In 2020, Body Count celebrates its 30th birthday. What better way to celebrate than with an album? What better way to celebrate than with a really good album? Not much! Except maybe a failure of Trump in the elections, the end of racism, the end of police violence… in short, the end of the problems that destroy our world today. Subjects dear to Ice-T and his band but which should be dear to every human being on Earth. And what better way to talk about it than through music?
Since their return in 2014 with “Manslaughter”, Body Count has reminded the older among us but also taught the younger ones that Ice-T is not only an actor in New York Special Unit. No, he is first and foremost a musician. And if you like his acting skills, you’ll love his singing and writing skills!
A recurrent topic in recent years, not only in the hardcore sphere, vegetarianism and veganism are not concerned by the title of the album. Nor the carnivorous diet for that matter. No, it should be seen as a metaphor for the human being as a bloodthirsty, violent creature. As aggressive as ever in his lyrics, Ice-T has – fortunately – not grown old despite his 62 years. This record therefore deals with racism (The Hate Is Real), Trump and political problems (Bum-Rush), police violence, etc. Everyone takes a shot at him. Everyone gets a kick out of it. And of course, you couldn’t put a soft lullaby behind such strong lyrics. Which is never the case with Body Count anyway!
The 10 tracks (+1 on the bonus version) form a real 35-minute steamroller that goes by like a charm! Because, yes, this is one of the band’s best records. And the best of the band in the 21st century. From the first notes of the overpowering Carnivore to the finale of The Hate Is Real, there’s no shortage of moshing urges. Body Count’s crossover style has evolved with the times to offer a more modern and heavier sound than ever before.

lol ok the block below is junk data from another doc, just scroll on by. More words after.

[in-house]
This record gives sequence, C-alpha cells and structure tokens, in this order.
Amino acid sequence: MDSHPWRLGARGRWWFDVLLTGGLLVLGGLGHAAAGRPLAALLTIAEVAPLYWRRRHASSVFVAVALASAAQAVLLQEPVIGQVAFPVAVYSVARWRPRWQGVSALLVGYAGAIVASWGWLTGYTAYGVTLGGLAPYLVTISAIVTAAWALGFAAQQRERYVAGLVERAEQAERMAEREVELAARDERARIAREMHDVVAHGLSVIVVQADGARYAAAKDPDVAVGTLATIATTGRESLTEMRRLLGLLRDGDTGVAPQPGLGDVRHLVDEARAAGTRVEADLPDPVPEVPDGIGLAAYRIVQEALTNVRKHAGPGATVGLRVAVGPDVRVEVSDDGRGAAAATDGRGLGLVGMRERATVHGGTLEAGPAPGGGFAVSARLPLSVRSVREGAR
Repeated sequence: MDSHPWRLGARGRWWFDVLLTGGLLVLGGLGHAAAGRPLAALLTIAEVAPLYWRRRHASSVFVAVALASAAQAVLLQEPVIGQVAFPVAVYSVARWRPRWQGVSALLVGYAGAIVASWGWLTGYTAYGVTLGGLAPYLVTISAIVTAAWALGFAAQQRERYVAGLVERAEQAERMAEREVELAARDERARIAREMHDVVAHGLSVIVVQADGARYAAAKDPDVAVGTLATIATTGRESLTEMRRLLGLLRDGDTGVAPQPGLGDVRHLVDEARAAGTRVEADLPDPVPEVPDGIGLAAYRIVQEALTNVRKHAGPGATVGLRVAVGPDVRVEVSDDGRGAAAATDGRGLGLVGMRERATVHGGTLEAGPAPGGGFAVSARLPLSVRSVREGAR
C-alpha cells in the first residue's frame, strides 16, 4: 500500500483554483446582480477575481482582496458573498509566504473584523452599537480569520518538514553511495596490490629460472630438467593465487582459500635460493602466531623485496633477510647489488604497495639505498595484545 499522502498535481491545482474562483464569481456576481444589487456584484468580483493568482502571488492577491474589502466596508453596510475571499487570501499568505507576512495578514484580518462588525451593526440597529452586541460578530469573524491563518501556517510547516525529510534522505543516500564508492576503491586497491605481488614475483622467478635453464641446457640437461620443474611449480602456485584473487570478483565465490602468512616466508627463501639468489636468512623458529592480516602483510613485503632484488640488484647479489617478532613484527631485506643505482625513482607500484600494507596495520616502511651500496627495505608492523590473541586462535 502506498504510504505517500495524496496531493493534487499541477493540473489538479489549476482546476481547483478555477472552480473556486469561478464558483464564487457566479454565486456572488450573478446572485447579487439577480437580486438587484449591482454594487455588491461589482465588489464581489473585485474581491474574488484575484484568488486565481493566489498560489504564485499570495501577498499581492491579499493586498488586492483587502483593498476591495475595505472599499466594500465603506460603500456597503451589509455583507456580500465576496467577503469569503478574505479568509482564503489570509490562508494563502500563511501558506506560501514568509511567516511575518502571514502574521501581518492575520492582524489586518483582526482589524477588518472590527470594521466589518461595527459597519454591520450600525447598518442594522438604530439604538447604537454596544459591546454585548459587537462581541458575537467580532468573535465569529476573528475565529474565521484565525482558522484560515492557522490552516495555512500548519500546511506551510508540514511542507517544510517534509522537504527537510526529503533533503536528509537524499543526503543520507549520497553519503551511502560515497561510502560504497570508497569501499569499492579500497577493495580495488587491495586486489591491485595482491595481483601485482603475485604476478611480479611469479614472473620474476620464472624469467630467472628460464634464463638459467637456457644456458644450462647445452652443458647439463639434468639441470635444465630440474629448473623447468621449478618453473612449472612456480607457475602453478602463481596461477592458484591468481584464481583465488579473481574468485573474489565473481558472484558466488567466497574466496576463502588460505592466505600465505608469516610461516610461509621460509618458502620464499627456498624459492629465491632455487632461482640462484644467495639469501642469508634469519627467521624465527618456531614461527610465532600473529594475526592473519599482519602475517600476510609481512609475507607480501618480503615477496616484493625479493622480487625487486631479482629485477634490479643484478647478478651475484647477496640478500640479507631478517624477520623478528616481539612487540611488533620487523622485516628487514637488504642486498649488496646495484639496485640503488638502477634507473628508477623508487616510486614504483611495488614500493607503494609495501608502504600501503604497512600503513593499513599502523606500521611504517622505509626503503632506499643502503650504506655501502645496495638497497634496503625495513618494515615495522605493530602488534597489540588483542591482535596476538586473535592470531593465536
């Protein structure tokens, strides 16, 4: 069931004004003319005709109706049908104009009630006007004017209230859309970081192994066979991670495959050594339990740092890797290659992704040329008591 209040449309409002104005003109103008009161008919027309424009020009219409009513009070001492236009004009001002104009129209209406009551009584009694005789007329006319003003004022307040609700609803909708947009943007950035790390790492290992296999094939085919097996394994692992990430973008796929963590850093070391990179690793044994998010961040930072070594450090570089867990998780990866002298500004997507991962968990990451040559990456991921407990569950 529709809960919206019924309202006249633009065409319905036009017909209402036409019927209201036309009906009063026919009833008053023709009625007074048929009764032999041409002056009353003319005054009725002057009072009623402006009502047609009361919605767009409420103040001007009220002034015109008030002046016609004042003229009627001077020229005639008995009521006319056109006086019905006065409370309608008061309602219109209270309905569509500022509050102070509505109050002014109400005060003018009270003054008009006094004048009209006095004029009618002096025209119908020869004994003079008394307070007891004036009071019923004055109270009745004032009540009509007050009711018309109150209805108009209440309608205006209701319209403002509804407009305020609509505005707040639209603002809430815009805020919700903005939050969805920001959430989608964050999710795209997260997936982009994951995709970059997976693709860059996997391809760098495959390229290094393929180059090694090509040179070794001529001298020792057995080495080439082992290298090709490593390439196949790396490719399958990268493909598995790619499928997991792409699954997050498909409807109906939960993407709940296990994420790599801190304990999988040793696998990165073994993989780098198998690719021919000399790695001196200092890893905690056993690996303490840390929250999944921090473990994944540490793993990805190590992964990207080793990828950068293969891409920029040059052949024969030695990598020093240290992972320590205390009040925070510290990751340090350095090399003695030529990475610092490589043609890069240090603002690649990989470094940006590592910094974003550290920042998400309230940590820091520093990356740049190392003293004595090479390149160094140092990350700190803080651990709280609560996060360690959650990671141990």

Covers and guests have become a tradition for Body Count. After having released covers of Suicidal Tendencies in 2014 and Slayer in 2017, the Yanks have this time planned a tribute to a great man: Lemmy from Motörhead with a perfectly covered Aces Of Spades. As for the guests, there are three on vocals: Jasta from Hatebreed on Another Level, Riley from Power Trip on Point The Finger and Amy Lee from Evanescence on When I’m Gone. If the first two choices are not surprising, as Jasta was already featuring on the “Manslaughter” album, the presence of Amy Lee is much more surprising and unexpected. As is the track she appears on! The lyrics of this track were inspired by the death of Ice-T’s friend Nipsey Hussle, who insists on the fact that we should enjoy our friends and loved ones while they are still with us. Last but not least, a fourth guest is present: Mr Dave Lombardo (ex-Slayer, current Suicidal Tendencies), drummer of two of the band’s three reference bands with Black Sabbath. He is present on the drums on two rather special songs since Colors and 6 In The Morning date from 1988, written at the time by Ice-T in a pure 80’s hip-hop style, and are here covered in Body Count’s style. A success with a capital R: at least for Colors because 6 In The Morning is only present on the collector’s version of the album and the vinyl. So you’ll have to wait until March 6th to hear it.
We feel Ice-T, Ernie C and their acolytes are more energetic than ever and this translates into an overpowering album that will be a milestone in their discography and that already claims a place in the top of the best hardcore-metal albums of 2020!